First, decide if you wish to SelfPublish or go Mainstream. If it’s the latter, and it’s fiction, most Mainstream Publishers will not accept unsolicited MS, so do you want an Agent or will you go straight to an Independent Publisher (Indie)?

It’s OK to submit to both categories and to a few agents/Indies at the same time, but keep a record and keep it personal. No-one likes beauty parades and after spending so long writing the novel or memoir, check that you are submitting to people who are going to be interested. Just a little more research can save an awful lot of time and remember, most agents live in and around the publishing hub, London. And yes, of course they talk to each other…

So, who does what?

Agents

Sell and license rights to a variety of media (not just book publishers) at home and abroad on behalf of their client authors with whom they have a contract on each book for the full term of copyright. Agents receive a commission on authors’ earnings, typically 10 to 15 per cent on earnings from home sales but rising to 20 per cent on deals made abroad.

Once an agent has taken on an author, it’s their job to pitch the book to the right editor in the most suitable publishing house. This includes Indies, in fact some smaller publishers do not accept non agented MS and Amazon’s White Glove Program can only be accessed by agents on behalf of their clients.

Publishers

First let’s understand the process. Once a book is acquired from an author, it has to be edited, designed, produced, marketed to the book trade and readers, and sold to bookshops or the end- purchaser. Once the book has been printed, it has to be stored, orders are taken from retailers or consumers, and the book is then dispatched from the warehouse.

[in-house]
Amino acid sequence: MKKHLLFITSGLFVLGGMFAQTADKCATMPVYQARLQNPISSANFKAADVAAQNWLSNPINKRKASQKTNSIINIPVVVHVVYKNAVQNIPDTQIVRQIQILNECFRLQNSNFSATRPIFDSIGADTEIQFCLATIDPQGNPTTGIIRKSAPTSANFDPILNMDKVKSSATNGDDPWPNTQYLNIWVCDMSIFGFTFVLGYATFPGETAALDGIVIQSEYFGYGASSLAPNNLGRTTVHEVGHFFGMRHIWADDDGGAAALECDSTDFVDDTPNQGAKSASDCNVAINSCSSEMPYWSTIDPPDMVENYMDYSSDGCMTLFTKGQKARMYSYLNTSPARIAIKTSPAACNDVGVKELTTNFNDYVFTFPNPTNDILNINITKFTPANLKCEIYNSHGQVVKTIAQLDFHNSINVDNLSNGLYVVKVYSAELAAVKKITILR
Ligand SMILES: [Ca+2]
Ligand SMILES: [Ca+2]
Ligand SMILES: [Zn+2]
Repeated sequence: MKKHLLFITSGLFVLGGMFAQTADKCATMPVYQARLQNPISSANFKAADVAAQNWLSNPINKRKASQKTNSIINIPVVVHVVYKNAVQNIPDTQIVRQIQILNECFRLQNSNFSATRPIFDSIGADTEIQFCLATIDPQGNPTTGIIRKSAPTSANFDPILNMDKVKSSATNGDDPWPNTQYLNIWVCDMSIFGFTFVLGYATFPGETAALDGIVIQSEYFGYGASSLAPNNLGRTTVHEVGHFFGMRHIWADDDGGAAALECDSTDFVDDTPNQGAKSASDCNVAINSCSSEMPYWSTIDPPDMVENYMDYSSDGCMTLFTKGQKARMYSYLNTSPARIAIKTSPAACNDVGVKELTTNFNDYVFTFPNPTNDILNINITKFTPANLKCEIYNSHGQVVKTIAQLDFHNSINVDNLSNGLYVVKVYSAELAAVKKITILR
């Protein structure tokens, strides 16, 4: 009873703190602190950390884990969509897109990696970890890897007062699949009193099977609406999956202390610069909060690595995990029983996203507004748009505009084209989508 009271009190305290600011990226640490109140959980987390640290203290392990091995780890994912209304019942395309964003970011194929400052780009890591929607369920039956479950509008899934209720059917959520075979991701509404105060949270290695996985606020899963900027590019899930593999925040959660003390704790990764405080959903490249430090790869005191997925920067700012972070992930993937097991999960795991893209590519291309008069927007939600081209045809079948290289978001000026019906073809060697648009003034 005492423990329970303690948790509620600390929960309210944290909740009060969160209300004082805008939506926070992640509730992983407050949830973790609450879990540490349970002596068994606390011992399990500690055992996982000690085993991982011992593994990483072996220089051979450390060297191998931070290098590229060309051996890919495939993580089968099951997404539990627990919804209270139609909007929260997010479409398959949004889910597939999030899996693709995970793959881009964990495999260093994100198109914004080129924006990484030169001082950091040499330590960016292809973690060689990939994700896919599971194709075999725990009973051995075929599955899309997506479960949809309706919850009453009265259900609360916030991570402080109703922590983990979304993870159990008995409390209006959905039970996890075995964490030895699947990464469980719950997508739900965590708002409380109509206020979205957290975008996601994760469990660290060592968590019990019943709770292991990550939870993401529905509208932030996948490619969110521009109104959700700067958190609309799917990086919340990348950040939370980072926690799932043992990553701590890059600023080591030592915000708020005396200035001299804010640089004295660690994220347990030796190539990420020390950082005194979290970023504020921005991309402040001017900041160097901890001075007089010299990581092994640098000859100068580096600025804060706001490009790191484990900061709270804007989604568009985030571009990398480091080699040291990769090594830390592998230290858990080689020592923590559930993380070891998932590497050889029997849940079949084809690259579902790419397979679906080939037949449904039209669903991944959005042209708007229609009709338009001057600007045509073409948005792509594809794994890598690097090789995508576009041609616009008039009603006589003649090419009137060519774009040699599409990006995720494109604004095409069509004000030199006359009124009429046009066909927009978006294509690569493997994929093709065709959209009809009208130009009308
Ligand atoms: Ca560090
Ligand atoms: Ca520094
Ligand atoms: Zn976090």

What’s Best?

These days it’s a pretty straightforward choice: agents can submit your MS to Major Publishers’ something you alone are not able to do. If you go to an Independent Publisher, you don’t necessarily need an agent, but they can be useful. There’s no harm in trying both options. The main requirement is that you notify those you have applied to if an offer is made to represent you. This is surely common courtesy and can also perhaps persuade others to consider making you an offer, too. An agent manages the commercial aspects, for example by placing the author’s work with the right publisher or fuelling competition between publishers (on major books by holding auctions); negotiating deals to secure the best terms; by submitting their own contracts to licensors weighted in the authors’ favour; checking or querying both publishers’ advance payments against royalties, and royalty statements, and chasing debts. Most authors are unable to market the rights on their work worldwide so they mainly allow publishers to do so on their behalf. An agent representing an author may limit the rights granted to a publisher, and their territorial extent, and license the rights retained on behalf of the author to other firms at home and abroad. But, as with everything, it depends on the individual circumstances. A publisher investing a large amount, for instance in a new writer on a two-book deal, has a strong case for acquiring wide territorial rights and the sharing of other rights.